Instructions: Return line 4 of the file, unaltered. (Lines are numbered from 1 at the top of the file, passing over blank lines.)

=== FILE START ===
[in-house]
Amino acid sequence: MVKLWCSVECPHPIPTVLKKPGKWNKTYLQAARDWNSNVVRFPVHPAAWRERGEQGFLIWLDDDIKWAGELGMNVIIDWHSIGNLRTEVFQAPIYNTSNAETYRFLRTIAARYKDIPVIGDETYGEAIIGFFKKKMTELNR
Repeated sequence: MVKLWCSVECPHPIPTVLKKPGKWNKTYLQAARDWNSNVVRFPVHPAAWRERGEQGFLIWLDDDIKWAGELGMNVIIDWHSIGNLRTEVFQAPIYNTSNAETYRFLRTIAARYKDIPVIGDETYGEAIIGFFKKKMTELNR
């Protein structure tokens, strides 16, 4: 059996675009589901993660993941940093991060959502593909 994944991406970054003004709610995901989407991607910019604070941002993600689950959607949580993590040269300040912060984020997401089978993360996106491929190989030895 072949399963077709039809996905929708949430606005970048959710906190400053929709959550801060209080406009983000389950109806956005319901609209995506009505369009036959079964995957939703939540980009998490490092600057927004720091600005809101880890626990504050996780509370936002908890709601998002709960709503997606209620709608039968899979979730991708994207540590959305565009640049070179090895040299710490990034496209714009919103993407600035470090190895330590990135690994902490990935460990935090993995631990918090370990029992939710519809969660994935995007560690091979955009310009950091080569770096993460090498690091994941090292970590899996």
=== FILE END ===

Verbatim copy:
């Protein structure tokens, strides 16, 4: 059996675009589901993660993941940093991060959502593909 994944991406970054003004709610995901989407991607910019604070941002993600689950959607949580993590040269300040912060984020997401089978993360996106491929190989030895 072949399963077709039809996905929708949430606005970048959710906190400053929709959550801060209080406009983000389950109806956005319901609209995506009505369009036959079964995957939703939540980009998490490092600057927004720091600005809101880890626990504050996780509370936002908890709601998002709960709503997606209620709608039968899979979730991708994207540590959305565009640049070179090895040299710490990034496209714009919103993407600035470090190895330590990135690994902490990935460990935090993995631990918090370990029992939710519809969660994935995007560690091979955009310009950091080569770096993460090498690091994941090292970590899996």